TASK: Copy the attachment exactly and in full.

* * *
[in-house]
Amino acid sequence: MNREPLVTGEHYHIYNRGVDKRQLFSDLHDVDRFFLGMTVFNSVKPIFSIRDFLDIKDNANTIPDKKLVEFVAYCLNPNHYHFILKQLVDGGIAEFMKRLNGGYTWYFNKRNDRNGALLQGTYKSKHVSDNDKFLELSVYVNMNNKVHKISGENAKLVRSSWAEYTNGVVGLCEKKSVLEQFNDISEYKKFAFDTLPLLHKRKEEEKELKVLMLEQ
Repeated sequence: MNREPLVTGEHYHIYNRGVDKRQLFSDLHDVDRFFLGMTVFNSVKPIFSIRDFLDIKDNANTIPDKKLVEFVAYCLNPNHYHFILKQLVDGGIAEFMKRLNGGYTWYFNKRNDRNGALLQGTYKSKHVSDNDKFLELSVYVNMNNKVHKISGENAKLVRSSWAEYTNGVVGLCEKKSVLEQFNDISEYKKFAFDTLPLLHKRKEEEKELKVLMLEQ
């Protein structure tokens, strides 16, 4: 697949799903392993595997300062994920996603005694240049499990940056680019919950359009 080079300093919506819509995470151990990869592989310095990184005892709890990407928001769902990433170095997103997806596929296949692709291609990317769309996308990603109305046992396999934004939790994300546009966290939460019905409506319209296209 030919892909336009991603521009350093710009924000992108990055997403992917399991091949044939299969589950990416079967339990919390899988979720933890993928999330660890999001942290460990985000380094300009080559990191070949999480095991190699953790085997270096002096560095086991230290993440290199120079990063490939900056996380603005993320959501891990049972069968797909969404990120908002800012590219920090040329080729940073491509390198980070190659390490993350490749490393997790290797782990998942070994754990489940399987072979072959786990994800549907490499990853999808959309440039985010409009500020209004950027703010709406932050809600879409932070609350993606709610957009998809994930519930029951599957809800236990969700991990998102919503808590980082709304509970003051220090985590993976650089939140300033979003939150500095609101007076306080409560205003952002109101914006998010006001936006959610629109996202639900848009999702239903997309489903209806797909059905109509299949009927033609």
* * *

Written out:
[in-house]
Amino acid sequence: MNREPLVTGEHYHIYNRGVDKRQLFSDLHDVDRFFLGMTVFNSVKPIFSIRDFLDIKDNANTIPDKKLVEFVAYCLNPNHYHFILKQLVDGGIAEFMKRLNGGYTWYFNKRNDRNGALLQGTYKSKHVSDNDKFLELSVYVNMNNKVHKISGENAKLVRSSWAEYTNGVVGLCEKKSVLEQFNDISEYKKFAFDTLPLLHKRKEEEKELKVLMLEQ
Repeated sequence: MNREPLVTGEHYHIYNRGVDKRQLFSDLHDVDRFFLGMTVFNSVKPIFSIRDFLDIKDNANTIPDKKLVEFVAYCLNPNHYHFILKQLVDGGIAEFMKRLNGGYTWYFNKRNDRNGALLQGTYKSKHVSDNDKFLELSVYVNMNNKVHKISGENAKLVRSSWAEYTNGVVGLCEKKSVLEQFNDISEYKKFAFDTLPLLHKRKEEEKELKVLMLEQ
């Protein structure tokens, strides 16, 4: 697949799903392993595997300062994920996603005694240049499990940056680019919950359009 080079300093919506819509995470151990990869592989310095990184005892709890990407928001769902990433170095997103997806596929296949692709291609990317769309996308990603109305046992396999934004939790994300546009966290939460019905409506319209296209 030919892909336009991603521009350093710009924000992108990055997403992917399991091949044939299969589950990416079967339990919390899988979720933890993928999330660890999001942290460990985000380094300009080559990191070949999480095991190699953790085997270096002096560095086991230290993440290199120079990063490939900056996380603005993320959501891990049972069968797909969404990120908002800012590219920090040329080729940073491509390198980070190659390490993350490749490393997790290797782990998942070994754990489940399987072979072959786990994800549907490499990853999808959309440039985010409009500020209004950027703010709406932050809600879409932070609350993606709610957009998809994930519930029951599957809800236990969700991990998102919503808590980082709304509970003051220090985590993976650089939140300033979003939150500095609101007076306080409560205003952002109101914006998010006001936006959610629109996202639900848009999702239903997309489903209806797909059905109509299949009927033609």